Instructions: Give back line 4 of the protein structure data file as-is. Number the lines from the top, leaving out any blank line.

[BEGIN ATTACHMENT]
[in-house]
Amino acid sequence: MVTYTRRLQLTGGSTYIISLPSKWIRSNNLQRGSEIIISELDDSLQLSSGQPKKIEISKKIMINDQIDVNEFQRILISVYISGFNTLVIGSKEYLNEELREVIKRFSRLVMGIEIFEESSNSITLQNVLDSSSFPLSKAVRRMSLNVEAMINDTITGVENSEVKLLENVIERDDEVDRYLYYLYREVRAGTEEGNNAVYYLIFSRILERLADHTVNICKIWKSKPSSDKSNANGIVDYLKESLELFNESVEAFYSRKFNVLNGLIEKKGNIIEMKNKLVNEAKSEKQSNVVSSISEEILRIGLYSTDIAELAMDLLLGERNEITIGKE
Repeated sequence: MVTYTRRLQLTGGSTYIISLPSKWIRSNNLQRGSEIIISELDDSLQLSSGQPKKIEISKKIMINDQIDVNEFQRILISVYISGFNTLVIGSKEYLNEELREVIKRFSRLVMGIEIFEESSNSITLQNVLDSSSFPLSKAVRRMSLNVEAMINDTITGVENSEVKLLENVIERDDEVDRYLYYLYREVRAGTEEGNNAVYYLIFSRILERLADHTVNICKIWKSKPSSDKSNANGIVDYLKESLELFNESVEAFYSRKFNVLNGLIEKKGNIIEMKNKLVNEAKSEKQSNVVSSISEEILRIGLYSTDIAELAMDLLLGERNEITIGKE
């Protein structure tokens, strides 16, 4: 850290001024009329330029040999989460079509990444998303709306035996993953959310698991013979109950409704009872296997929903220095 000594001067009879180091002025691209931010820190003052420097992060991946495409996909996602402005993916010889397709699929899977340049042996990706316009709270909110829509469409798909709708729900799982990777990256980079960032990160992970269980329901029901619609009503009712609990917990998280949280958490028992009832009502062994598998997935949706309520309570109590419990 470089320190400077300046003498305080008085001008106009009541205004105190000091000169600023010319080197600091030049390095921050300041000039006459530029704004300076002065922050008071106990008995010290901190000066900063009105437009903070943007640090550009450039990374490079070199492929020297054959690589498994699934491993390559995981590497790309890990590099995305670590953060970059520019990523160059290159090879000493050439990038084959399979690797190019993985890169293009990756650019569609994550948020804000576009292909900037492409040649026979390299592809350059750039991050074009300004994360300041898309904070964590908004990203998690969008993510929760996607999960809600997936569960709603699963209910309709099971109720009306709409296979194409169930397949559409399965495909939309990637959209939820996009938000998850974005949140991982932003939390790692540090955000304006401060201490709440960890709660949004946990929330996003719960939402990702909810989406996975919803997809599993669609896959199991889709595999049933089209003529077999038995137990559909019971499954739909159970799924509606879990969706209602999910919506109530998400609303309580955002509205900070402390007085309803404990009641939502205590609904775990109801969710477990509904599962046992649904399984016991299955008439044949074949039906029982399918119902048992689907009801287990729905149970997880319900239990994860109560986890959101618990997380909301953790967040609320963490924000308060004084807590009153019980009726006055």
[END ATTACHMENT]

């Protein structure tokens, strides 16, 4: 850290001024009329330029040999989460079509990444998303709306035996993953959310698991013979109950409704009872296997929903220095 000594001067009879180091002025691209931010820190003052420097992060991946495409996909996602402005993916010889397709699929899977340049042996990706316009709270909110829509469409798909709708729900799982990777990256980079960032990160992970269980329901029901619609009503009712609990917990998280949280958490028992009832009502062994598998997935949706309520309570109590419990 470089320190400077300046003498305080008085001008106009009541205004105190000091000169600023010319080197600091030049390095921050300041000039006459530029704004300076002065922050008071106990008995010290901190000066900063009105437009903070943007640090550009450039990374490079070199492929020297054959690589498994699934491993390559995981590497790309890990590099995305670590953060970059520019990523160059290159090879000493050439990038084959399979690797190019993985890169293009990756650019569609994550948020804000576009292909900037492409040649026979390299592809350059750039991050074009300004994360300041898309904070964590908004990203998690969008993510929760996607999960809600997936569960709603699963209910309709099971109720009306709409296979194409169930397949559409399965495909939309990637959209939820996009938000998850974005949140991982932003939390790692540090955000304006401060201490709440960890709660949004946990929330996003719960939402990702909810989406996975919803997809599993669609896959199991889709595999049933089209003529077999038995137990559909019971499954739909159970799924509606879990969706209602999910919506109530998400609303309580955002509205900070402390007085309803404990009641939502205590609904775990109801969710477990509904599962046992649904399984016991299955008439044949074949039906029982399918119902048992689907009801287990729905149970997880319900239990994860109560986890959101618990997380909301953790967040609320963490924000308060004084807590009153019980009726006055």